Shaw’s Indecent Proposal

George Bernard Shaw is said to have made a debating-point – for Shaw himself may have been an asexual and would probably not in fact have taken her up on it – by asking a “respectable” woman whether she would sleep with him for a thousand pounds, probably several million in our money. She said, light-heartedly, that she would. He then asked whether she would sleep with him for ten pounds. She was indignant and asked, “What do you think I am?” He replied, “We have already established what you are, madam, now we are merely haggling over the price.”

Modern women who hear that story become incandescent with rage, because their S.O.P. is to “hear” the story as a condemnation of “all” women. But Shaw1s dinner-table companion was not “all women”; she was under no compulsion to agree to the indecent proposal with the thousand-pound price-tag. That was her own free decision, and so Shaw was quite correct to demonstrate that her favours were, in principle, available for hard cash. Her indignation seems, therefore, to have been grounded in the widespread perception that prostitution means selling sexual services cheaply. Her “virtue” was not about resistance to sexual temptation but about the extraction of a higher price.

And this is, indeed, the name of the game. The modern woman is furious at being told that all women have their price; but so they do. For some, that price will be nothing less than saving their child from starvation, in which case their prostituting themselves would be an ethically meritorious act. For others, it is a million pounds. For others again, it is considerably less. All this applies to men as well; it is just that we men are less frequently faced with this kind of calculus. Another part of the world’s injustice is that some women do have to sell themselves every day to save their child from starvation. When the woman who would put out for a million pounds despises the woman who must sell herself for less in order to feed her child, and is furious at being in any way equated with her, the indignation is not at her morals, but solely at her pricing.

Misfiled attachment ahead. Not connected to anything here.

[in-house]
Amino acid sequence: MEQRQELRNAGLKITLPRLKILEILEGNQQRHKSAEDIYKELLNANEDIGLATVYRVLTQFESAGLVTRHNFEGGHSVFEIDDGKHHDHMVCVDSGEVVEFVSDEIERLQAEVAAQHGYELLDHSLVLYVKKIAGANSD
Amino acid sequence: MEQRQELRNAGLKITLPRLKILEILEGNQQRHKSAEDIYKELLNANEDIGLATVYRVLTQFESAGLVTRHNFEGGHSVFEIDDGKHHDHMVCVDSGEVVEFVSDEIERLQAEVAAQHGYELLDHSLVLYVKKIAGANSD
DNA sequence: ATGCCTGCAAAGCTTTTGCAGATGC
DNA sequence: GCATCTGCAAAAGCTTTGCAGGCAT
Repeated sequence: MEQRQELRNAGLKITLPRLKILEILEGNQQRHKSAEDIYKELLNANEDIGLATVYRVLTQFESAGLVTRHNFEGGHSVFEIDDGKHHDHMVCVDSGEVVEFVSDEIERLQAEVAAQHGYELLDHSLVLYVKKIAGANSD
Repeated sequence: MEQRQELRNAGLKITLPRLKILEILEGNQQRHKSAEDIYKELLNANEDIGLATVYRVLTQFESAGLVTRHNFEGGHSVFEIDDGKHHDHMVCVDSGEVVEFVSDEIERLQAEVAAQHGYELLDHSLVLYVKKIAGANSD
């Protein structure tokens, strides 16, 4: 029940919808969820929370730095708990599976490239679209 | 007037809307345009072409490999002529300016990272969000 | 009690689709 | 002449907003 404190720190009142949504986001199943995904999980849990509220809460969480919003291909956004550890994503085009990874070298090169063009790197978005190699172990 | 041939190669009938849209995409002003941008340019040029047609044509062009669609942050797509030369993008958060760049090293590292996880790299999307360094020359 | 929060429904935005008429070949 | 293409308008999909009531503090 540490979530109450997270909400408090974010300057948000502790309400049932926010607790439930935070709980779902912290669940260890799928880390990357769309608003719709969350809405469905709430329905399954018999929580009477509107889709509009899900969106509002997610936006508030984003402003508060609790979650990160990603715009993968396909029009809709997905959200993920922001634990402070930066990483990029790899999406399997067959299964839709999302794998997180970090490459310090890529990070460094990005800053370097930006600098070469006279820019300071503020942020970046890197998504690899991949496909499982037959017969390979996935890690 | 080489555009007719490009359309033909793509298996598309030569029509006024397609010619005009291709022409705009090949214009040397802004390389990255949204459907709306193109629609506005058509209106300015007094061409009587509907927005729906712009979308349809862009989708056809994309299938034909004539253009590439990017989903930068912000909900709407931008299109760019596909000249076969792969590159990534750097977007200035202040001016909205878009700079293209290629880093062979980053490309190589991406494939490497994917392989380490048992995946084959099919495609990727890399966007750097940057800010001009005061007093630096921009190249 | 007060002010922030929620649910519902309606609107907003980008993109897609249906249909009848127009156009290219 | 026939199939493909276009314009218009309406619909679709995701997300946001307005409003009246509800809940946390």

Posted on January 24, 2012 at 14:52 by Hugo Grinebiter · Permalink
In: THE NAME OF THE GAME, The Trade-Unionism Of Married Women

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  1. Written by urban
    on January 25, 2012 at 12:32

    Correct. And well put.

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